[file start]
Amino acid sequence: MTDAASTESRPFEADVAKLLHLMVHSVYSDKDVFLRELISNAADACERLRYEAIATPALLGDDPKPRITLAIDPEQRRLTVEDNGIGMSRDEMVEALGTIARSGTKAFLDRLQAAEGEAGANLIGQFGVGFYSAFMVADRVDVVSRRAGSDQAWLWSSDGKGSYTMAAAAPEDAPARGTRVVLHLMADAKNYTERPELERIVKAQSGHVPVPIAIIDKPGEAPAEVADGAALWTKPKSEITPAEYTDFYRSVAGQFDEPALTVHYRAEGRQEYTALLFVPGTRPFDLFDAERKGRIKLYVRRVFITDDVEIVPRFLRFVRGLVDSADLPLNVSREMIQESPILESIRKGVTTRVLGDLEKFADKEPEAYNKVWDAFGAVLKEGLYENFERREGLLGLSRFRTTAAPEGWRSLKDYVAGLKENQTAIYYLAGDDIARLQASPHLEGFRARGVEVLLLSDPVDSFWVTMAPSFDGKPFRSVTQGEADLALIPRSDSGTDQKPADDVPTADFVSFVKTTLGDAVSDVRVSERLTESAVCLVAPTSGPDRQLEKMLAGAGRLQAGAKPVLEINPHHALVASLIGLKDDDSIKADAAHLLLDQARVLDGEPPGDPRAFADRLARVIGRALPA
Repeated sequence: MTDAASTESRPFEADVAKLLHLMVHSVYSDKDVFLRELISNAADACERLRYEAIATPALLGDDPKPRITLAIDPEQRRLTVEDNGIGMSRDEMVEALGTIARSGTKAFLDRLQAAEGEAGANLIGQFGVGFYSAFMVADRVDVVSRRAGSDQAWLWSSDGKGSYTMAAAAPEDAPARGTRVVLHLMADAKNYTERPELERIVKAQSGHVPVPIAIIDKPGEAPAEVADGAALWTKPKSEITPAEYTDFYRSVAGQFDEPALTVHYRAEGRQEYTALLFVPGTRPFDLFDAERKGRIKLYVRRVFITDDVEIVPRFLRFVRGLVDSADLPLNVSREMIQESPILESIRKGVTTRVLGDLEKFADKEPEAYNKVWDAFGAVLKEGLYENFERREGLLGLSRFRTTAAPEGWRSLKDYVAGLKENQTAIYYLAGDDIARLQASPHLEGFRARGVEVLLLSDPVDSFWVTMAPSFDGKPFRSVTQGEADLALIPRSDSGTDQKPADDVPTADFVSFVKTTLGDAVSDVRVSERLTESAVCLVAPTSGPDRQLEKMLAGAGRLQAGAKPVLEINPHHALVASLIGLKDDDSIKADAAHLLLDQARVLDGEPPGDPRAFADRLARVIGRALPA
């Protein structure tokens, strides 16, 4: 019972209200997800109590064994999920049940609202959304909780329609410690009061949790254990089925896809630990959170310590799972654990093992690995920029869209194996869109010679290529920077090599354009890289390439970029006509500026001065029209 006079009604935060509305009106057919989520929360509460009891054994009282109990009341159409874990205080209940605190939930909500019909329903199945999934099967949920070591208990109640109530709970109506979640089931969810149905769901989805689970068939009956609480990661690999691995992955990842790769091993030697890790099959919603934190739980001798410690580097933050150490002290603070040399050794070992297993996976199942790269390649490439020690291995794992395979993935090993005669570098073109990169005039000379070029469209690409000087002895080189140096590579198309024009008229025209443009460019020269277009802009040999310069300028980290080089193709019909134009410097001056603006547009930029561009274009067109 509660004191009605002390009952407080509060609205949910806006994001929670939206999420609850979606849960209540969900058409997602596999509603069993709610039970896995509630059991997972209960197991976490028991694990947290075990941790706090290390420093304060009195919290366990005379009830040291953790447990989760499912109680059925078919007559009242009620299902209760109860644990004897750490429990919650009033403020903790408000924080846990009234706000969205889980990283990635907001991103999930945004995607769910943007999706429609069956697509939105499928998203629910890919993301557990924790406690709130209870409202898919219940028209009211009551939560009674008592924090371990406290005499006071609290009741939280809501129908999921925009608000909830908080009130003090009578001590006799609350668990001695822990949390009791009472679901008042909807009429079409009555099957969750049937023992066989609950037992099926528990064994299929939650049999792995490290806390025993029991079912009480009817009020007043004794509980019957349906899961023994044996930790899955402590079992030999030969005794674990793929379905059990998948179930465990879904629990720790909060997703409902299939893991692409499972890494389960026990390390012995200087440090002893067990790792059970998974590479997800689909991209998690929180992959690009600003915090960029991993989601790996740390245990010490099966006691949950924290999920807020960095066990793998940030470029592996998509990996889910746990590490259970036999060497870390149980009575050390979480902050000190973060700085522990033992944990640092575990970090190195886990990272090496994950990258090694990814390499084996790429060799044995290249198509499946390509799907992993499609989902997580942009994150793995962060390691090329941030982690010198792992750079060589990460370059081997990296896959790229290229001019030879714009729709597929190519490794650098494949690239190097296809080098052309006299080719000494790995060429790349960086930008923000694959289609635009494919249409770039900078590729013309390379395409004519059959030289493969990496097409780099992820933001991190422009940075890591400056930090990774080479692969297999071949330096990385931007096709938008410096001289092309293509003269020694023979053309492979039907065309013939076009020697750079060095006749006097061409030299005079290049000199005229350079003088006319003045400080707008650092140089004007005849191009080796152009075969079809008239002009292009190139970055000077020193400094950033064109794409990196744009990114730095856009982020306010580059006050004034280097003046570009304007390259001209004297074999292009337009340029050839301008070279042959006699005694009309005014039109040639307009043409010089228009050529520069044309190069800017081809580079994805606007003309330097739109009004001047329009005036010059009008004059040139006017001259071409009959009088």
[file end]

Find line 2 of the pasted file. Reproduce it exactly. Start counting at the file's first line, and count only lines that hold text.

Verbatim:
Repeated sequence: MTDAASTESRPFEADVAKLLHLMVHSVYSDKDVFLRELISNAADACERLRYEAIATPALLGDDPKPRITLAIDPEQRRLTVEDNGIGMSRDEMVEALGTIARSGTKAFLDRLQAAEGEAGANLIGQFGVGFYSAFMVADRVDVVSRRAGSDQAWLWSSDGKGSYTMAAAAPEDAPARGTRVVLHLMADAKNYTERPELERIVKAQSGHVPVPIAIIDKPGEAPAEVADGAALWTKPKSEITPAEYTDFYRSVAGQFDEPALTVHYRAEGRQEYTALLFVPGTRPFDLFDAERKGRIKLYVRRVFITDDVEIVPRFLRFVRGLVDSADLPLNVSREMIQESPILESIRKGVTTRVLGDLEKFADKEPEAYNKVWDAFGAVLKEGLYENFERREGLLGLSRFRTTAAPEGWRSLKDYVAGLKENQTAIYYLAGDDIARLQASPHLEGFRARGVEVLLLSDPVDSFWVTMAPSFDGKPFRSVTQGEADLALIPRSDSGTDQKPADDVPTADFVSFVKTTLGDAVSDVRVSERLTESAVCLVAPTSGPDRQLEKMLAGAGRLQAGAKPVLEINPHHALVASLIGLKDDDSIKADAAHLLLDQARVLDGEPPGDPRAFADRLARVIGRALPA